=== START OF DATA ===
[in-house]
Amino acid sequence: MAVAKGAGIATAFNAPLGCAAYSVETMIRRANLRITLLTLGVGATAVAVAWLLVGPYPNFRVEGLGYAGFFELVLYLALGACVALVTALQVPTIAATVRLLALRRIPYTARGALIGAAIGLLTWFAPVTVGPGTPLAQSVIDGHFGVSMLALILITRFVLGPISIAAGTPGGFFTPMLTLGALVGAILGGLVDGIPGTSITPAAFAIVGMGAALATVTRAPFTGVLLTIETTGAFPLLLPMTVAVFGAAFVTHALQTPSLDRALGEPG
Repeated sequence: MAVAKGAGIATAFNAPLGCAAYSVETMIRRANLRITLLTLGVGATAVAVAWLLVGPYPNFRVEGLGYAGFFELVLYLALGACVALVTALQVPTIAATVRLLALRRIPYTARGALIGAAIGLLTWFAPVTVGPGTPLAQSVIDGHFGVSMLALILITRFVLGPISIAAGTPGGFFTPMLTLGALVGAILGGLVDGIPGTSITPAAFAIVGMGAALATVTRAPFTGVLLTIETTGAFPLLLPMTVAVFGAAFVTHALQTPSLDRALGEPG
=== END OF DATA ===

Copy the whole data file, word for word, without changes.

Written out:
[in-house]
Amino acid sequence: MAVAKGAGIATAFNAPLGCAAYSVETMIRRANLRITLLTLGVGATAVAVAWLLVGPYPNFRVEGLGYAGFFELVLYLALGACVALVTALQVPTIAATVRLLALRRIPYTARGALIGAAIGLLTWFAPVTVGPGTPLAQSVIDGHFGVSMLALILITRFVLGPISIAAGTPGGFFTPMLTLGALVGAILGGLVDGIPGTSITPAAFAIVGMGAALATVTRAPFTGVLLTIETTGAFPLLLPMTVAVFGAAFVTHALQTPSLDRALGEPG
Repeated sequence: MAVAKGAGIATAFNAPLGCAAYSVETMIRRANLRITLLTLGVGATAVAVAWLLVGPYPNFRVEGLGYAGFFELVLYLALGACVALVTALQVPTIAATVRLLALRRIPYTARGALIGAAIGLLTWFAPVTVGPGTPLAQSVIDGHFGVSMLALILITRFVLGPISIAAGTPGGFFTPMLTLGALVGAILGGLVDGIPGTSITPAAFAIVGMGAALATVTRAPFTGVLLTIETTGAFPLLLPMTVAVFGAAFVTHALQTPSLDRALGEPG